What Is Knowledge Management?

Knowledge management may refer to the ways organizations collect, manage, and use the knowledge that they obtain.

Knowledge management is a term applied to techniques utilized for the methodical compilation, transfer, security and management of information in organizations, along with schemes designed to aid in making best use of that knowledge.

Specifically, it refers to tools and techniques intended to safeguard the availability of information that is held by key persons and make decision-making easy. It also has a role to play in reducing risk. It is both a software market as well as an area in consultancy practice, associated with disciplines such as competitive aptitude.

Knowledge management moreover designates an approach towards enhancing organizational results and organizational learning. This is achieved with the introduction of a collection of particular processes and practices for categorizing and capturing knowledge, experience, expertise and other intellectual resources. It also implies making such knowledge assets are accessible for transfer and are able to be used across the organization.

Knowledge management programs are, in general, tied to definite organizational goals and are projected to lead to the achievement of particular targeted results such as superior performance, competitive advantage, or higher levels of modernization.

Knowledge transfer, an aspect of knowledge management, has constantly existed in one form or another, such as through on-the-job discussions with peers, officially through apprenticeship, specialized training and mentoring programs, and recently technically through knowledge bases, professional systems, and other knowledge repositories. Knowledge management programs seek to intentionally appraise and manage the process of growth and application of intellectual capital.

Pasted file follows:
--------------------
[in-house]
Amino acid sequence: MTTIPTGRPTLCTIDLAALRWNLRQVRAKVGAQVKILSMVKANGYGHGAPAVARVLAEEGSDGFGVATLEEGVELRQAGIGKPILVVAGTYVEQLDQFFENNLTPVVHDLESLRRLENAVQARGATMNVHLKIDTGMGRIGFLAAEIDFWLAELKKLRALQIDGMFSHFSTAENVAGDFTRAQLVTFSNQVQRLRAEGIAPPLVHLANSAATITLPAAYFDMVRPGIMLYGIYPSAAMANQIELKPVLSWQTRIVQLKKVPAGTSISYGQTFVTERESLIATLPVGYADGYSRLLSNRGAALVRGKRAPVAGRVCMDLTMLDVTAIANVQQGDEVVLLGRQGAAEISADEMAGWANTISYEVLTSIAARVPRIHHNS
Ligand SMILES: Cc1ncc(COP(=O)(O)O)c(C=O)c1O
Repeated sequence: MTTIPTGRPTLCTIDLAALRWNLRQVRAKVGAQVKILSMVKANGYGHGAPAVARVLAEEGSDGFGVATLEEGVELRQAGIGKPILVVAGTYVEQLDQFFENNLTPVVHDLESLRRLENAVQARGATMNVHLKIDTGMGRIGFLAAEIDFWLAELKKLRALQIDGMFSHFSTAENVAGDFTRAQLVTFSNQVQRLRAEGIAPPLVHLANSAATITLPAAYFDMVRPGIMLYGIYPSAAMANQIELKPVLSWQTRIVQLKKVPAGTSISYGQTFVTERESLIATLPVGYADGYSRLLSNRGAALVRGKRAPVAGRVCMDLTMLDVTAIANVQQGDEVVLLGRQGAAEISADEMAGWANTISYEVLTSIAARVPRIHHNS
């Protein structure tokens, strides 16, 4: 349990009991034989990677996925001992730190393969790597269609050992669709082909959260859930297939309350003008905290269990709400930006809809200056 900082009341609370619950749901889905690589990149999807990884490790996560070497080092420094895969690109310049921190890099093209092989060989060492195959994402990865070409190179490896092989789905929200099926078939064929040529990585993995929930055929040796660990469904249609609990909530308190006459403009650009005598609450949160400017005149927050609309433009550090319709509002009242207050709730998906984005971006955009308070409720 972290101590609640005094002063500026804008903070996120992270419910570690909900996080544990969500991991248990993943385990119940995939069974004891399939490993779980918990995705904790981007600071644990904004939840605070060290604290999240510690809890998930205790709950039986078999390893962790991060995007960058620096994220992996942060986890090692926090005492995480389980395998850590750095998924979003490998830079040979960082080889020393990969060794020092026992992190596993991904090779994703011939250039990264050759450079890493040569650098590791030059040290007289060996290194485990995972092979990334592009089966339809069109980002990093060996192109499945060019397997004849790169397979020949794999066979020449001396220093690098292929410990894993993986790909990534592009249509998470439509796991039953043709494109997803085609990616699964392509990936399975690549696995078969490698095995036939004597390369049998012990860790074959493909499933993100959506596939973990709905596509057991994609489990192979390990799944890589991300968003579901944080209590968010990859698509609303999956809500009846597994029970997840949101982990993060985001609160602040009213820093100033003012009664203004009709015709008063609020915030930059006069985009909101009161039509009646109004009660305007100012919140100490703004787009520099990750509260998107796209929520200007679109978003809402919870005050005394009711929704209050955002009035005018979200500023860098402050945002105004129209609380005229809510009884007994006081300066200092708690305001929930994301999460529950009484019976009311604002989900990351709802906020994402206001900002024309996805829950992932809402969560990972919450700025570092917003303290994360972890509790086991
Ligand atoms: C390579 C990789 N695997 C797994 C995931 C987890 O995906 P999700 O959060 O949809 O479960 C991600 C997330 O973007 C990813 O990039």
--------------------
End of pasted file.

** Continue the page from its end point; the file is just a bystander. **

Although knowledge management programs are quite similar to organizational learning initiatives, knowledge management may be differentiated from organizational learning due to its greater focus on the management of particular knowledge assets.

The rise of knowledge management has seen a growing understanding in the difference between implied and precise knowledge. It has also witnessed refined viewpoints on management, evaluation and utilization of intellectual resources, and the emergence of new managerial functions and responsibilities such as the position of Chief Knowledge Officer (CKO).

Arlina Josse

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